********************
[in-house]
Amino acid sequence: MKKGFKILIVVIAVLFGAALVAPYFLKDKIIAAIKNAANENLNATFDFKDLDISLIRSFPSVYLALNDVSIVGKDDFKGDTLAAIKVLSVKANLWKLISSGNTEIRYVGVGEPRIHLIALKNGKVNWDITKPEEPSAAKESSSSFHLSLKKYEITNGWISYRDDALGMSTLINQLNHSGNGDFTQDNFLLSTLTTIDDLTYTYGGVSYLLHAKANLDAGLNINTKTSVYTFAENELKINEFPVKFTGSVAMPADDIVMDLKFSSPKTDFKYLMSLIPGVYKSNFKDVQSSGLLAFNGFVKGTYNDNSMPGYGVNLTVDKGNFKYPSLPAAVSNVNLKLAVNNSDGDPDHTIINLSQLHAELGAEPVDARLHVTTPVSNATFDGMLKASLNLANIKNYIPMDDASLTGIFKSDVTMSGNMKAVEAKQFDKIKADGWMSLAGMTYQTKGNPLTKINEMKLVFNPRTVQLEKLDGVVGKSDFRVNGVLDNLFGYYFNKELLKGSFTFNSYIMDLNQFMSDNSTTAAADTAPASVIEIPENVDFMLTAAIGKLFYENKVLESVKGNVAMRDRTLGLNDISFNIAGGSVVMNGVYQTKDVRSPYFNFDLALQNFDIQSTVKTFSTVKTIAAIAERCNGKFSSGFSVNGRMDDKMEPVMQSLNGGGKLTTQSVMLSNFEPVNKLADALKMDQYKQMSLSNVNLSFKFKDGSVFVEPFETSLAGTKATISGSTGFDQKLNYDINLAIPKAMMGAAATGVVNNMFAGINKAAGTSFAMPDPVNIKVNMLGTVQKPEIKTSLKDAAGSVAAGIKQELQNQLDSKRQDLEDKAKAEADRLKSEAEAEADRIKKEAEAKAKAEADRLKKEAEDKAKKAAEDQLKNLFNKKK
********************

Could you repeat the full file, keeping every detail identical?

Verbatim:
[in-house]
Amino acid sequence: MKKGFKILIVVIAVLFGAALVAPYFLKDKIIAAIKNAANENLNATFDFKDLDISLIRSFPSVYLALNDVSIVGKDDFKGDTLAAIKVLSVKANLWKLISSGNTEIRYVGVGEPRIHLIALKNGKVNWDITKPEEPSAAKESSSSFHLSLKKYEITNGWISYRDDALGMSTLINQLNHSGNGDFTQDNFLLSTLTTIDDLTYTYGGVSYLLHAKANLDAGLNINTKTSVYTFAENELKINEFPVKFTGSVAMPADDIVMDLKFSSPKTDFKYLMSLIPGVYKSNFKDVQSSGLLAFNGFVKGTYNDNSMPGYGVNLTVDKGNFKYPSLPAAVSNVNLKLAVNNSDGDPDHTIINLSQLHAELGAEPVDARLHVTTPVSNATFDGMLKASLNLANIKNYIPMDDASLTGIFKSDVTMSGNMKAVEAKQFDKIKADGWMSLAGMTYQTKGNPLTKINEMKLVFNPRTVQLEKLDGVVGKSDFRVNGVLDNLFGYYFNKELLKGSFTFNSYIMDLNQFMSDNSTTAAADTAPASVIEIPENVDFMLTAAIGKLFYENKVLESVKGNVAMRDRTLGLNDISFNIAGGSVVMNGVYQTKDVRSPYFNFDLALQNFDIQSTVKTFSTVKTIAAIAERCNGKFSSGFSVNGRMDDKMEPVMQSLNGGGKLTTQSVMLSNFEPVNKLADALKMDQYKQMSLSNVNLSFKFKDGSVFVEPFETSLAGTKATISGSTGFDQKLNYDINLAIPKAMMGAAATGVVNNMFAGINKAAGTSFAMPDPVNIKVNMLGTVQKPEIKTSLKDAAGSVAAGIKQELQNQLDSKRQDLEDKAKAEADRLKSEAEAEADRIKKEAEAKAKAEADRLKKEAEDKAKKAAEDQLKNLFNKKK